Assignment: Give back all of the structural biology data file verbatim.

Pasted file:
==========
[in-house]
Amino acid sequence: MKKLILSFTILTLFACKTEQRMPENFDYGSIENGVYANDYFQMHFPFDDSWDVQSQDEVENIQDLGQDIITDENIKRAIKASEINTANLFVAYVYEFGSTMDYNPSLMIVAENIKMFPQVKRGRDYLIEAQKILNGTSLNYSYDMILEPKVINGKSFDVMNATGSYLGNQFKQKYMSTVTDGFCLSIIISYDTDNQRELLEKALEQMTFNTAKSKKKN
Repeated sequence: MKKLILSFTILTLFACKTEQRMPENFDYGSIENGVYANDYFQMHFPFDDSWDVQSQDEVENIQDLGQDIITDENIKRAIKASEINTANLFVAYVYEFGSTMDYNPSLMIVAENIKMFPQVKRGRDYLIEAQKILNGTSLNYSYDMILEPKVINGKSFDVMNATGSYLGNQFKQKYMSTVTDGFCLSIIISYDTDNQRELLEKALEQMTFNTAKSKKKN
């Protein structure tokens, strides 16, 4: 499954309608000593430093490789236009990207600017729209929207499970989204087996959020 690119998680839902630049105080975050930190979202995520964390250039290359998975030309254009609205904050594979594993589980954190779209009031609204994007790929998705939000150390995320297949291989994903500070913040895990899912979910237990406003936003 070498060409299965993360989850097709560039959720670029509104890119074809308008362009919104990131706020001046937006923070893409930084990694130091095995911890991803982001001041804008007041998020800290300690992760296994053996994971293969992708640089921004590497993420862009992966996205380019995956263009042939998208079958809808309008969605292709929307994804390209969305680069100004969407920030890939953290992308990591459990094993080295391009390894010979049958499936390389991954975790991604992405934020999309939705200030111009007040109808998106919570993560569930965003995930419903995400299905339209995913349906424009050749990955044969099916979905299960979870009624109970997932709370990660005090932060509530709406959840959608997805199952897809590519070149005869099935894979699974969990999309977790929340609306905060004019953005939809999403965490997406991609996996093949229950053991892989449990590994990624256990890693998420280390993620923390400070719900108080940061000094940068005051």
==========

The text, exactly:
[in-house]
Amino acid sequence: MKKLILSFTILTLFACKTEQRMPENFDYGSIENGVYANDYFQMHFPFDDSWDVQSQDEVENIQDLGQDIITDENIKRAIKASEINTANLFVAYVYEFGSTMDYNPSLMIVAENIKMFPQVKRGRDYLIEAQKILNGTSLNYSYDMILEPKVINGKSFDVMNATGSYLGNQFKQKYMSTVTDGFCLSIIISYDTDNQRELLEKALEQMTFNTAKSKKKN
Repeated sequence: MKKLILSFTILTLFACKTEQRMPENFDYGSIENGVYANDYFQMHFPFDDSWDVQSQDEVENIQDLGQDIITDENIKRAIKASEINTANLFVAYVYEFGSTMDYNPSLMIVAENIKMFPQVKRGRDYLIEAQKILNGTSLNYSYDMILEPKVINGKSFDVMNATGSYLGNQFKQKYMSTVTDGFCLSIIISYDTDNQRELLEKALEQMTFNTAKSKKKN
């Protein structure tokens, strides 16, 4: 499954309608000593430093490789236009990207600017729209929207499970989204087996959020 690119998680839902630049105080975050930190979202995520964390250039290359998975030309254009609205904050594979594993589980954190779209009031609204994007790929998705939000150390995320297949291989994903500070913040895990899912979910237990406003936003 070498060409299965993360989850097709560039959720670029509104890119074809308008362009919104990131706020001046937006923070893409930084990694130091095995911890991803982001001041804008007041998020800290300690992760296994053996994971293969992708640089921004590497993420862009992966996205380019995956263009042939998208079958809808309008969605292709929307994804390209969305680069100004969407920030890939953290992308990591459990094993080295391009390894010979049958499936390389991954975790991604992405934020999309939705200030111009007040109808998106919570993560569930965003995930419903995400299905339209995913349906424009050749990955044969099916979905299960979870009624109970997932709370990660005090932060509530709406959840959608997805199952897809590519070149005869099935894979699974969990999309977790929340609306905060004019953005939809999403965490997406991609996996093949229950053991892989449990590994990624256990890693998420280390993620923390400070719900108080940061000094940068005051």